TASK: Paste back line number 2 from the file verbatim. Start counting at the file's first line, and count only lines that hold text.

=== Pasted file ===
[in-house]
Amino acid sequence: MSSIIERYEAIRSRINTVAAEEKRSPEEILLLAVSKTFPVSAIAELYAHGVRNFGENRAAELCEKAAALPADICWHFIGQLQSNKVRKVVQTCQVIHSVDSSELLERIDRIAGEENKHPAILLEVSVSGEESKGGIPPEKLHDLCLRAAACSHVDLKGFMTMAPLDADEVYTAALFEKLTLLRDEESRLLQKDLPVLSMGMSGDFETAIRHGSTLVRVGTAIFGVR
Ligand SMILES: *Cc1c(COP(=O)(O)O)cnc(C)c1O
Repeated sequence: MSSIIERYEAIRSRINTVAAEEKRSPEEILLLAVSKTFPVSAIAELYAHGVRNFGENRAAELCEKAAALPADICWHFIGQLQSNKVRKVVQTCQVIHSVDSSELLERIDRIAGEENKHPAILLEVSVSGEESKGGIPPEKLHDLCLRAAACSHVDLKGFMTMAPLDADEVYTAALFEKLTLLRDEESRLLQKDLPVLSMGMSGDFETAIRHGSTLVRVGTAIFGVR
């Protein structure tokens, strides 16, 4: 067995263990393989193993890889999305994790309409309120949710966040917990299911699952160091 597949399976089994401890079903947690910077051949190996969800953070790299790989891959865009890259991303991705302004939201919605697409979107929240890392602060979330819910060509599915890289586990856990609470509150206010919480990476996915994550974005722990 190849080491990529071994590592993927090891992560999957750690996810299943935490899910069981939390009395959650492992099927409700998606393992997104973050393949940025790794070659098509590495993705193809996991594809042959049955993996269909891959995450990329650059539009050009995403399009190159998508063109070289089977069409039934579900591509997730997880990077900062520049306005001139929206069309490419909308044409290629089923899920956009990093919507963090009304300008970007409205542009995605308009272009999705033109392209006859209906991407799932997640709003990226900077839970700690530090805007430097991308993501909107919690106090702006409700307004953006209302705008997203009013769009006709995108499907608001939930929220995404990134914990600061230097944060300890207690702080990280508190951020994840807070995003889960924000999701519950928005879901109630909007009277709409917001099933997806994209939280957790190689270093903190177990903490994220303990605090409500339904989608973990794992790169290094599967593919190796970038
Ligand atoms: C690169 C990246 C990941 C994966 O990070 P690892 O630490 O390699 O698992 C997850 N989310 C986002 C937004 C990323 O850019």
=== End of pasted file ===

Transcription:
Amino acid sequence: MSSIIERYEAIRSRINTVAAEEKRSPEEILLLAVSKTFPVSAIAELYAHGVRNFGENRAAELCEKAAALPADICWHFIGQLQSNKVRKVVQTCQVIHSVDSSELLERIDRIAGEENKHPAILLEVSVSGEESKGGIPPEKLHDLCLRAAACSHVDLKGFMTMAPLDADEVYTAALFEKLTLLRDEESRLLQKDLPVLSMGMSGDFETAIRHGSTLVRVGTAIFGVR